910 F2d 500 Smith v. Marcantonio K
910 F.2d 500
Eclophia SMITH, Jr., Appellee,
James MARCANTONIO, Bill Armontrout, Donald Cline, Orolee
Brady, Dick Moore, Dr. Richard K. Bowers, Appellants.
United States Court of Appeals,
Submitted April 9, 1990.
Decided Aug. 6, 1990.
Bruce Farmer, Jefferson City, Mo., for appellants.
Andrew C. Webb, Sedalia, Mo., for appellee.
Before ARNOLD, Circuit Judge, BRIGHT, Senior Circuit Judge and FAGG, Circuit Judge.
FAGG, Circuit Judge.
Eclophia Smith, Jr. brought this civil rights action to recover damages for injuries he sustained as an inmate at the Missouri State Penitentiary. James Marcantonio, manager of the prison honor dormitory, Orolee Brady, correctional officer assigned to the honor dormitory, and Dr. Richard K. Bowers, chief medical officer of the prison hospital, appeal from a district court order denying their motion for summary judgment on the grounds of qualified immunity. We reverse the district court's denial of summary judgment.
Unknown prison inmates poured a scalding liquid on Smith as he slept in the honor dormitory, causing severe burns. Smith was transported to the University of Missouri Hospital for treatment, including skin grafts on the burned areas. After this treatment, Smith returned to the prison hospital with directions for medication, daily dressing changes for his burns, and weekly checkups at the University Hospital. For about three weeks, Smith alternated between the prison hospital and a dormitory for inmates awaiting their prison assignments, where he received outpatient treatment. When Smith complained about his outpatient care, he was readmitted to the prison hospital. Afterwards, Smith returned to the honor dormitory. Smith also received follow-up examinations at the University Hospital. Smith's wounds have healed to complete recovery.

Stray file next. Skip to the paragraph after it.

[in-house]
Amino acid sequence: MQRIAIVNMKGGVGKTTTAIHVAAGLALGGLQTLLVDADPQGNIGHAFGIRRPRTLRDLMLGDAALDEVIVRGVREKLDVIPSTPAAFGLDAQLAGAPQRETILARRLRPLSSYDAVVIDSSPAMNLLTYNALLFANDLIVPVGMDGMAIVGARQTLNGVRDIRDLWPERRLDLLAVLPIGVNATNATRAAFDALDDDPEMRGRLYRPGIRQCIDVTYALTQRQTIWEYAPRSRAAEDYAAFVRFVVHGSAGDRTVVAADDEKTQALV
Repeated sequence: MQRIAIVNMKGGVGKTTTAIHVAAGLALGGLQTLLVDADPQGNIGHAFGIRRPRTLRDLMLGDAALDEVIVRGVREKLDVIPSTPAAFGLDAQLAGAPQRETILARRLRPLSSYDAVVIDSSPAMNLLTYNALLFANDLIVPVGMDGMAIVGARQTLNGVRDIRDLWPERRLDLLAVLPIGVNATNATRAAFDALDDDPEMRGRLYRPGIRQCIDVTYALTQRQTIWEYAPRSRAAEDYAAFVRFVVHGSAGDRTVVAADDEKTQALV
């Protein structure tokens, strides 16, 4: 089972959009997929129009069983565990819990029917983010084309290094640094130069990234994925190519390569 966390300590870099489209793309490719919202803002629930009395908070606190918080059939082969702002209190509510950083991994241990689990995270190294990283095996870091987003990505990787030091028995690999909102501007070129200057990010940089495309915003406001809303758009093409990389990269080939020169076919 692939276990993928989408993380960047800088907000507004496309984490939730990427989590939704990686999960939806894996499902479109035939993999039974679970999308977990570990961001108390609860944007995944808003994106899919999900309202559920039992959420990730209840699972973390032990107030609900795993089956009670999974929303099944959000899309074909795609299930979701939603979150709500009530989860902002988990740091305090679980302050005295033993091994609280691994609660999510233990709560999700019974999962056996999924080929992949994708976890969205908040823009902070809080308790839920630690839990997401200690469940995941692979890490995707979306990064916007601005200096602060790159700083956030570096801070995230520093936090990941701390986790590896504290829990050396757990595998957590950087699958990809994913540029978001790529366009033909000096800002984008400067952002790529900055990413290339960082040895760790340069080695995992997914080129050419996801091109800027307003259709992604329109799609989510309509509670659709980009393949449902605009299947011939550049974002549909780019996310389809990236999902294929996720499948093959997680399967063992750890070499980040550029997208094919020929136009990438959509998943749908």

Smith claims Marcantonio and Brady failed to take adequate precautions to protect him from harm by other inmates. Although Dr. Bowers never treated him, Smith claims Dr. Bowers acted with deliberate indifference to his medical needs, because Smith did not receive the exact treatment the University Hospital prescribed and Dr. Bowers prematurely discharged him from the prison hospital while his burns were still healing.
Prison officials are entitled to qualified immunity unless: their conduct violates a clearly established statutory or constitutional right; they knew or should have known the right was clearly established; and they knew or should have known their conduct violated the right. Tyler v. Barton, 901 F.2d 689, 690-91 (8th Cir.1990) (per curiam). Smith's right to be protected from harm by fellow inmates and his right to adequate medical care are beyond dispute. In this case, however, the summary judgment record fails to support Smith's claims that Marcantonio, Brady, and Dr. Bowers violated those rights. See Celotex Corp. v. Catrett, 477 U.S. 317, 322-24, 106 S.Ct. 2548, 2552-53, 91 L.Ed.2d 265 (1986); Mitchell v. Forsyth, 472 U.S. 511, 526, 105 S.Ct. 2806, 2815, 86 L.Ed.2d 411 (1985).
Our inquiry into Smith's claims against Marcantonio and Brady begins and ends with his deposition testimony:
Q. To this day [do] you [ ] know [which] inmates [scalded you]?
. . . . .
Q. [D]id you have any animosity towards any other inmate within the Missouri State Penitentiary?
. . . . .
Q. Do you have any reason to believe [ ] anybody might want to scald you?
Q. Did you give any of the [prison officials] any reason to believe that somebody might scald you?
Smith: No, because I [didn't] know. It's [ ] something that just happened.
. . . . .
Q. [Y]ou told Mr. Marcantonio that you feared for your life?
Smith: After the incident, yes.
Q. How about prior to the incident?
Smith: No, because I didn't know ... this was gonna happen.
. . . . .
Q. But you never complained to Mr. Marcantonio prior to this incident that security was inadequate?